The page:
Introducing the Catechism:
 A Primer for Catechumenal Catechists

 By Paul Turner

[This article appeared in an issue of the Catechumenate]

For the past year the English edition of the Catechism of the Catholic Church has been found in the news and in publishers' advertisements. It just hasn't been found on bookshelves.

The catechism has already been published in several languages, and it has become a best-seller in many non-English-speaking countries. The English edition, originally scheduled for publication simultaneous with other editions, has suffered delays due to the controversies that translation into a quickly changing language presents.

The delay has created a mystique around the book. To an American marketer, the process must look like a creative ploy to garner sales. Some hail it as an answer book that will help steady a church still rocking from the storms of Vatican II. Others fear it as an authoritarian anchor that will ground the church, keeping it from exploring new harbors.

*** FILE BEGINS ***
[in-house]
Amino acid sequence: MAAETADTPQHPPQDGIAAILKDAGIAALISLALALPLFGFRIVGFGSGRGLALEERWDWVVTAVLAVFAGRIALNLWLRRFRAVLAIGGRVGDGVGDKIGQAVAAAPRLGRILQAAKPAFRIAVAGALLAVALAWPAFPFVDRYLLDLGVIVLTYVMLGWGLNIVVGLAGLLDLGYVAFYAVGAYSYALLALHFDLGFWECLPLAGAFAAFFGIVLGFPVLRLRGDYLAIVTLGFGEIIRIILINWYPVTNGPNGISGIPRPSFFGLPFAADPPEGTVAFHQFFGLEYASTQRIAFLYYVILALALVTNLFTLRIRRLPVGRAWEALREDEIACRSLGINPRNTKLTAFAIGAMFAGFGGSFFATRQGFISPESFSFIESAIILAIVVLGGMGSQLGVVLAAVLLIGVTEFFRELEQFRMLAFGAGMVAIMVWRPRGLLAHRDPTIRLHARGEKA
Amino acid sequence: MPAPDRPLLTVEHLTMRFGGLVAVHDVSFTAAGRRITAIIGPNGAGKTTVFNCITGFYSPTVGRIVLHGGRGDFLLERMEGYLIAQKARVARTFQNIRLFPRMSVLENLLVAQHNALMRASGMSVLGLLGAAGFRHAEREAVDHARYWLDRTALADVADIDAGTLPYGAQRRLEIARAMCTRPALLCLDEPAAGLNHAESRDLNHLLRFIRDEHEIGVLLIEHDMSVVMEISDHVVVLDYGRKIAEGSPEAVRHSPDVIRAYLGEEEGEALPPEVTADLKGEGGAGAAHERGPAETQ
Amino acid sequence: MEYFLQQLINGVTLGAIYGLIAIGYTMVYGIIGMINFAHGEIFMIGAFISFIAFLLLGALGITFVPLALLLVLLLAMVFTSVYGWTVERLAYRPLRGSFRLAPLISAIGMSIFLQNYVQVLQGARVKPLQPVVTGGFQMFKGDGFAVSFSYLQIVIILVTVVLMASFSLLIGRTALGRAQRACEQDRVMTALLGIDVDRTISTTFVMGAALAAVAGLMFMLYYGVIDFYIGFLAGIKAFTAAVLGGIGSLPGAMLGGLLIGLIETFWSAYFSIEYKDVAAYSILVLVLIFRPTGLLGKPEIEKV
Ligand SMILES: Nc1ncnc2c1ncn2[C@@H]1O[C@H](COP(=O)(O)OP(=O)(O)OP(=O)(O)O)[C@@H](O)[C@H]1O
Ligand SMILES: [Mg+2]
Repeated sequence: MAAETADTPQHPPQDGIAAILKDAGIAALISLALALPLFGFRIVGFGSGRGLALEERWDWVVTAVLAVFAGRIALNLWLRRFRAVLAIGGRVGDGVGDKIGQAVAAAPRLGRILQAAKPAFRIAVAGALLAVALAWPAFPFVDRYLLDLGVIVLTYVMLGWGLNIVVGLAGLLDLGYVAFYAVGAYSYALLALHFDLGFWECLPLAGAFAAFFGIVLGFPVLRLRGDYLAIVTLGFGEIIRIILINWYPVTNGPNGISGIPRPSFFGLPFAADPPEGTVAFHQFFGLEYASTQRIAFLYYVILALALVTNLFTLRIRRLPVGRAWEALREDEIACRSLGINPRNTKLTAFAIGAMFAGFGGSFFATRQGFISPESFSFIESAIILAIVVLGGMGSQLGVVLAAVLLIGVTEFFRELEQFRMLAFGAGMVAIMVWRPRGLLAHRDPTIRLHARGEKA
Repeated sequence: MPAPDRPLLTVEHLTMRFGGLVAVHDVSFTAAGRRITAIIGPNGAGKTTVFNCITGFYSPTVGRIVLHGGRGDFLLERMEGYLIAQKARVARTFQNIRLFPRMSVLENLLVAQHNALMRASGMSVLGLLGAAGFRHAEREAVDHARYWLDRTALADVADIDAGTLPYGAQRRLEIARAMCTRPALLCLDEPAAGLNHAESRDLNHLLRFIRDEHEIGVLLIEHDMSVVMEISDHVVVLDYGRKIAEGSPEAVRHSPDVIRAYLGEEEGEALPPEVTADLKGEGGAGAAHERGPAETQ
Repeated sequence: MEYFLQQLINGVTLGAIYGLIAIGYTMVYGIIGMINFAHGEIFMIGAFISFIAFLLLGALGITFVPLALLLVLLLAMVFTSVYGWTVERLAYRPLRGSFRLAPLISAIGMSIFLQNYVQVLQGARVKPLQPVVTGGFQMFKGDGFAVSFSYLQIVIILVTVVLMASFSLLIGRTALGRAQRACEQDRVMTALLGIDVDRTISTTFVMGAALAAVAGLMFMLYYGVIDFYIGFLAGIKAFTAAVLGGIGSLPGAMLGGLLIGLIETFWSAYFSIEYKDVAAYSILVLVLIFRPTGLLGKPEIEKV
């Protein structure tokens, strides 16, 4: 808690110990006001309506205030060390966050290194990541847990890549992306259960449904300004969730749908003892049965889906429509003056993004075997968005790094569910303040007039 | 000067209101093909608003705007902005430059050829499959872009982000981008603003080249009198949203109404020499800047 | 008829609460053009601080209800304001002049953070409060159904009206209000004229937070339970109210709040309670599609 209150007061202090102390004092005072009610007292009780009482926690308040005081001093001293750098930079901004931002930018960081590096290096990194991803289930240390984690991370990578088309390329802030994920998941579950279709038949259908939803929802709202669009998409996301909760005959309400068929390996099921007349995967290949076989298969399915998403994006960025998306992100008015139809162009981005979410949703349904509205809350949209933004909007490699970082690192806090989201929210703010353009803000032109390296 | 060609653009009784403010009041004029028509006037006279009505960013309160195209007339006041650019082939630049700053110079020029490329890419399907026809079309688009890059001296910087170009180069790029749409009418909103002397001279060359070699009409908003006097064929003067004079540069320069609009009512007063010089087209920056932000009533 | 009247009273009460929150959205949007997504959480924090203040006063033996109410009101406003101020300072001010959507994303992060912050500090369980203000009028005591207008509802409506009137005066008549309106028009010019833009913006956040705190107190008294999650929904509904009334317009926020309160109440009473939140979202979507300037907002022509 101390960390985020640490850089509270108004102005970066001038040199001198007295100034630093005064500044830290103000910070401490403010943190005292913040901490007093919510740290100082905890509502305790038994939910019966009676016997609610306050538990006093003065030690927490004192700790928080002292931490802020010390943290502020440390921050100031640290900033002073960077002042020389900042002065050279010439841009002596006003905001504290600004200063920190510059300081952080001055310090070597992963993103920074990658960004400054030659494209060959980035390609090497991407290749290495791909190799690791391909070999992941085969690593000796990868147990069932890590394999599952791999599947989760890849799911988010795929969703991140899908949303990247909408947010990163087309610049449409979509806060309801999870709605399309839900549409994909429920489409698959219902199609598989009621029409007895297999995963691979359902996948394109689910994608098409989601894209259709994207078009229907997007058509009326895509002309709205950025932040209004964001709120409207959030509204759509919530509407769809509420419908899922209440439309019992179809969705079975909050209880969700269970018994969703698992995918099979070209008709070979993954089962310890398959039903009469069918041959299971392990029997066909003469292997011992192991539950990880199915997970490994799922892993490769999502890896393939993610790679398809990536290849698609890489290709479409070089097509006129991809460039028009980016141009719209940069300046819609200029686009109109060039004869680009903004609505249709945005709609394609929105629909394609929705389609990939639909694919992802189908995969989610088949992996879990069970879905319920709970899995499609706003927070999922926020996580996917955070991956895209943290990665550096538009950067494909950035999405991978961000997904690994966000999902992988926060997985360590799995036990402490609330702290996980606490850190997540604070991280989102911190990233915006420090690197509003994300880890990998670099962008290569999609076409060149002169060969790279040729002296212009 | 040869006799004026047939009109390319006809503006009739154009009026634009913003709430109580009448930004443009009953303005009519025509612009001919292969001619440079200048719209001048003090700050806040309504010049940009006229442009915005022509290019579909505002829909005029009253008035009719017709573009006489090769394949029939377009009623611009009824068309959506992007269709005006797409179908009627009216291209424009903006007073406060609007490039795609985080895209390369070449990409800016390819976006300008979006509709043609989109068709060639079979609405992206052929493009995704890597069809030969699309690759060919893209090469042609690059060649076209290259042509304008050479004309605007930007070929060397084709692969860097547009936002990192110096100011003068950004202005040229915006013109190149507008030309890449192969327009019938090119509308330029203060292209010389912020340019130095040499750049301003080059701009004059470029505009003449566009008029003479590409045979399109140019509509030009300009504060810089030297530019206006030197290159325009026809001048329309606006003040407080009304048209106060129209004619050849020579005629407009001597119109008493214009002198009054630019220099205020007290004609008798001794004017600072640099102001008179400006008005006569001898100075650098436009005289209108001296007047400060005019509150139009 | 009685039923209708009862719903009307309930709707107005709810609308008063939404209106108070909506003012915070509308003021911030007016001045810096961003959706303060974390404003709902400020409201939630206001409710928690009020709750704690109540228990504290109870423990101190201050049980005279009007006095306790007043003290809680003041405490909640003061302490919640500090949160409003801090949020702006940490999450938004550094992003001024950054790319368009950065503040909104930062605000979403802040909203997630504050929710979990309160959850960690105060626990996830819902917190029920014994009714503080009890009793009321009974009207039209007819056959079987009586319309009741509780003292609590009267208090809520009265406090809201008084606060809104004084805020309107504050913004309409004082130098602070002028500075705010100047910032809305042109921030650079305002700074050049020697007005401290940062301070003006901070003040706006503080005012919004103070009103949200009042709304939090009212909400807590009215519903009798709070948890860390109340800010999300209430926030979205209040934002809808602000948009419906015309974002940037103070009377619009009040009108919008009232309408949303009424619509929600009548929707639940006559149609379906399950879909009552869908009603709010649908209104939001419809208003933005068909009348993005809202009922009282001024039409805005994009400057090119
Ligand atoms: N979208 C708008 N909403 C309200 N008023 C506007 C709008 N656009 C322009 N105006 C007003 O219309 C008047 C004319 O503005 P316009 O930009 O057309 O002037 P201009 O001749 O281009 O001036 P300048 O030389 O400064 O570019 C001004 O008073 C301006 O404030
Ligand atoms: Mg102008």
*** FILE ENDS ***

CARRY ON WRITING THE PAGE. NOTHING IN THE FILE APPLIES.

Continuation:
What will the catechism do? It will present a synthesis of what we understand our faith to be. As such it will resemble other major works from Vatican II: the conciliar documents, the revised Roman liturgy and the code of canon law. It won't be the last word, as none of the other documents are, but it will be the current word, and it provides a useful service to a church that has not had an official current word in the form of a complete catechism for the last four hundred years. It's about time.


Catechists will surely be wondering what they are to do with this book. It's formidable to look at -- large and heavy even in paperback, with fine print on lots of pages and footnotes that look mighty strange to the average reader. (For example, among the hundreds of footnotes in the section on baptism, you'll discover something like "UR 3." If I told you that was the third paragraph of Unitatis redintegratio, would that help?)

The average catechist may start asking nervously, "Will I understand this? What if I don't? How do I know if I'm teaching this? Do I have to know it all? Relax. You'll be fine. Don't resign -- we need you.

The catechism itself explains what it's about and who it's for. Paragraph 11 says that its purpose is to present the faith of the church in a systematic way and to serve as a reference. It has been written principally for those responsible for catechesis, and that primarily means bishops, professors and pastors. Through them it comes to those who present catechesis -- parish catechists. It's also fine for an Christian to read.